one singh also did not know the meaning of ‘kaur’ and he was lovingly taken to task. i asked him if he had a sister and he replied in the affirmative. i then told him to treat his sister like a princess because thatis what a ‘kaur’ is.

as much as these kind of interactive learning seasons are eye-openers for the non-sikhs, i have realised that such one-to-one talks are much needed with our own, too, because they are losing out to liberal parents and inappropriate examples within the community.

overall, the teachers were happy and the students left better informed and more aware about the sikh next door.


kenya, politics, sikhs

one indian’s kenyan nationalism


if you are looking for an alternative take on kenya’s indian community, speak to zahid rajan, editor of awaaz, a magazine focusing on historical, political, and cultural issues in the south asian community in east africa. the local indian community traces its roots to the late nineteenth century laborers imported by the british to build the uganda railway and grow sugarcane and to the generations of traders who settled along the indian ocean coast in mombasa, dar es salaam, and other port towns. the indian community quickly prospered and became managers instead of laborers. in short order, indians built businesses, hired black kenyans to do the work, and banked their considerable profits.

today, the community in kenya is perceived, not without justification, as wealthy and aloof. rajan is critical of what he sees as the community’s lack of engagement with kenya’s many challenges. ““the south asian diaspora in kenya is completely nonpolitical,”” he says. ““it stays behind its security fences in [the nairobi suburb of] parklands.”” Continue reading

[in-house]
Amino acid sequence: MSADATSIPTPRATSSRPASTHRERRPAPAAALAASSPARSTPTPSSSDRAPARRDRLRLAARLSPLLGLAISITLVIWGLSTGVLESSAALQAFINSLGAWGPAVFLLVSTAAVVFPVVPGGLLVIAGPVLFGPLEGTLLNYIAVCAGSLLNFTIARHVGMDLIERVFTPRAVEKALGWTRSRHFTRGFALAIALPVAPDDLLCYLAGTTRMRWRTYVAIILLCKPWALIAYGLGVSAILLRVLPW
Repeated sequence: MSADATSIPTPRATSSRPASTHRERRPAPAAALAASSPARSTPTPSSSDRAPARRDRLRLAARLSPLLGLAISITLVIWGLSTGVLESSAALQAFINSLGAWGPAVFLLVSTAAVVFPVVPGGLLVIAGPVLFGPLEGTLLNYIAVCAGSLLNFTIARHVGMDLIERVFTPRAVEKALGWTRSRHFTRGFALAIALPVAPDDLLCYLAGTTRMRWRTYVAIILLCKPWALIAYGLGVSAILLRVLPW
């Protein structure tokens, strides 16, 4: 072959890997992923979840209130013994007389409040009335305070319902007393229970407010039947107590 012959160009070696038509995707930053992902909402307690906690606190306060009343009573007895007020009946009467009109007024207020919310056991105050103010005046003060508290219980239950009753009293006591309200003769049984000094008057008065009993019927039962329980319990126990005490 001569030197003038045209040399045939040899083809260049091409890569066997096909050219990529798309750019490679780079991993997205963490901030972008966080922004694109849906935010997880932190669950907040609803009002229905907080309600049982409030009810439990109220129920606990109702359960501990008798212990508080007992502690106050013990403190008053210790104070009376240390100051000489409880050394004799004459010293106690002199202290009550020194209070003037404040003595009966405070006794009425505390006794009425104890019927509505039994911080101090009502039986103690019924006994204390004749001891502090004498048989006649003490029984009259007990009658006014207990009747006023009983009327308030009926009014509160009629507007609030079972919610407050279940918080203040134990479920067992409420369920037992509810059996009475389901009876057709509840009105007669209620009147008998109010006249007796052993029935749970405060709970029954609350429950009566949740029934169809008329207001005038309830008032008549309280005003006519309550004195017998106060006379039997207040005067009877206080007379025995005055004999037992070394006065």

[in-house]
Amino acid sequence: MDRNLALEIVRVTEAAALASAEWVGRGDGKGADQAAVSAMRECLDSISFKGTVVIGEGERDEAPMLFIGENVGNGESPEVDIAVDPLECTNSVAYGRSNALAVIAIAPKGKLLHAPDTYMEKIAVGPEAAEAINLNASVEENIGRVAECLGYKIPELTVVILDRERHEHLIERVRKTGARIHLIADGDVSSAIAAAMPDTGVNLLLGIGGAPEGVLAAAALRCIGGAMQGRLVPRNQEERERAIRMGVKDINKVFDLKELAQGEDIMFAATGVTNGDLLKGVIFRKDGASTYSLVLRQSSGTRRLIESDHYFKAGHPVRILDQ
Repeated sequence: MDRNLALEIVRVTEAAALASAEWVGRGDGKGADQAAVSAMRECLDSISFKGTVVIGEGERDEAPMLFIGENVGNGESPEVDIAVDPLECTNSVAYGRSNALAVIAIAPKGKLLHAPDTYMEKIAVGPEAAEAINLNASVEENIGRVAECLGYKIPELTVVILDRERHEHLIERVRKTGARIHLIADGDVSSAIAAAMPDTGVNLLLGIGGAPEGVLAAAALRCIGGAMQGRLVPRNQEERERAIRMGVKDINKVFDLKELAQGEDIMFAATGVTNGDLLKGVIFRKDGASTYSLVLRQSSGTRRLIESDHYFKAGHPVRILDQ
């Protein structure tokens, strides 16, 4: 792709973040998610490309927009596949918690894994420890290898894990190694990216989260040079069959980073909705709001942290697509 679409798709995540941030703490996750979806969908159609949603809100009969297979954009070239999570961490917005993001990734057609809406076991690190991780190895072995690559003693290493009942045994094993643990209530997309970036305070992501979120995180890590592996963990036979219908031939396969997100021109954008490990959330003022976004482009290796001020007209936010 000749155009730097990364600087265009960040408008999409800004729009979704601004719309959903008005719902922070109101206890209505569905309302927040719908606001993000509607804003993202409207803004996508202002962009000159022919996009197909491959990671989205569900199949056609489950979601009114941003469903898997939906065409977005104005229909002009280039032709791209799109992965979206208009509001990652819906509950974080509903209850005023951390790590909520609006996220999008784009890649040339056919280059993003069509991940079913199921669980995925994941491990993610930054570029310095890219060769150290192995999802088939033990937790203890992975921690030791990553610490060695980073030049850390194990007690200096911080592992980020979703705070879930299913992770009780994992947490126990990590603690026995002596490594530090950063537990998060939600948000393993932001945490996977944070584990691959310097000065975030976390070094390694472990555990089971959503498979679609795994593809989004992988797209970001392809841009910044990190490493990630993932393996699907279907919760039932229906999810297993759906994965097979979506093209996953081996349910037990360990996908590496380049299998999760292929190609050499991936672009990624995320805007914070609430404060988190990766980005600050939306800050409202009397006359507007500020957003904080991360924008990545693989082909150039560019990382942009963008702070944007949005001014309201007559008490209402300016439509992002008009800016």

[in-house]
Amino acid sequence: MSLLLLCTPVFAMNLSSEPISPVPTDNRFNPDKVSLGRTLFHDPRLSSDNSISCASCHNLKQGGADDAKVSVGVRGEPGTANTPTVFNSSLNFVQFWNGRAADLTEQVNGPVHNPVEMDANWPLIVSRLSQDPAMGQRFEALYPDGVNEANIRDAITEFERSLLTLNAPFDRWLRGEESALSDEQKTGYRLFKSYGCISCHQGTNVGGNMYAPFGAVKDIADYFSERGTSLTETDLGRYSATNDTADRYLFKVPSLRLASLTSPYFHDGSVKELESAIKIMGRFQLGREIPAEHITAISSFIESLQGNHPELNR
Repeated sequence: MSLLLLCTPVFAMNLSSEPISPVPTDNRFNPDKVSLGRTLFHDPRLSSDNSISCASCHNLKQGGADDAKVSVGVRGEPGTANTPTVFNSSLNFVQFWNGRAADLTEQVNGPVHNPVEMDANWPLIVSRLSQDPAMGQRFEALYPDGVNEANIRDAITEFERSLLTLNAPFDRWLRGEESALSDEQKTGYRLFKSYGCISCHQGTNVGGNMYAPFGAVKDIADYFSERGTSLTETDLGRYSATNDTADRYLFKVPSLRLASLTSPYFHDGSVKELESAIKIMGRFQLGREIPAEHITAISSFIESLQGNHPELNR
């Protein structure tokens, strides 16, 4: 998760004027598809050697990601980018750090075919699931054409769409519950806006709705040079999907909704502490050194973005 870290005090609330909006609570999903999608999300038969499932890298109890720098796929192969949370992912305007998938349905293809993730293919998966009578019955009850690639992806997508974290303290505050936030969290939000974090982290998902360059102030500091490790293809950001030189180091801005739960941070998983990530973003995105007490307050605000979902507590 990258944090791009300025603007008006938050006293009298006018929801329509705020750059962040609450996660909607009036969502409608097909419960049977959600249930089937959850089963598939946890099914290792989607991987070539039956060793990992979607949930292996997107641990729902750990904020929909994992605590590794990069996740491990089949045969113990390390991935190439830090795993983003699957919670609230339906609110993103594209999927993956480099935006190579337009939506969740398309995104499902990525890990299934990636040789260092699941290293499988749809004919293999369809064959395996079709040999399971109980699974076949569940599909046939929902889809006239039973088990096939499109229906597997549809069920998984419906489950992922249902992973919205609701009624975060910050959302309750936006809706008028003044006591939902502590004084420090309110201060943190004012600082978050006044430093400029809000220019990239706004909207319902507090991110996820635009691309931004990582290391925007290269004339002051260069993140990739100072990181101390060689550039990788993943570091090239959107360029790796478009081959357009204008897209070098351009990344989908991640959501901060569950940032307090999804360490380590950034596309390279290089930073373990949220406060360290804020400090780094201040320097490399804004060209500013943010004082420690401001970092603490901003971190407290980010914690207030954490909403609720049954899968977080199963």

kenya, politics

kenya – a love letter


by mukoma wa ngugi

inside looking out, snow is falling and i am thinking  |  how happy we once were, when promises and dreams  |  came easy and how when we, lovers covered onlyby a warm eldoret night, you waved a prophecy  |  at a shooting star and said, “when the time comes  |  we shall name our first child, kenya” and how i

laughed and said “yes our child then shall be country  |  and human” and we held hands, rough and toughened  |  by shelling castor seeds. my dear, when did our

clasped hands become heavy chains and anchors holding  |  us to the mines and diamond and oil fields? our hands  |  calloused by love and play, these same hands – when

did they learn to grip a machete or a gun to spit hate?  |  and this earth that drinks our blood like a hungry child  |  this earth that we have scorched to cinders – when we

are done eating it, how much of it will be left for kenya?  |  my dear, our child is born, is dying. tomorrow the child  |  will be dead.

mukoma wa ngugi, a kenyan poet, author of hurling words at consciousness and co-editor of pambazuka news, shares with us a poem commissioned by the bbc world service on the ongoing crisis in kenya.

kenya, sikhs, website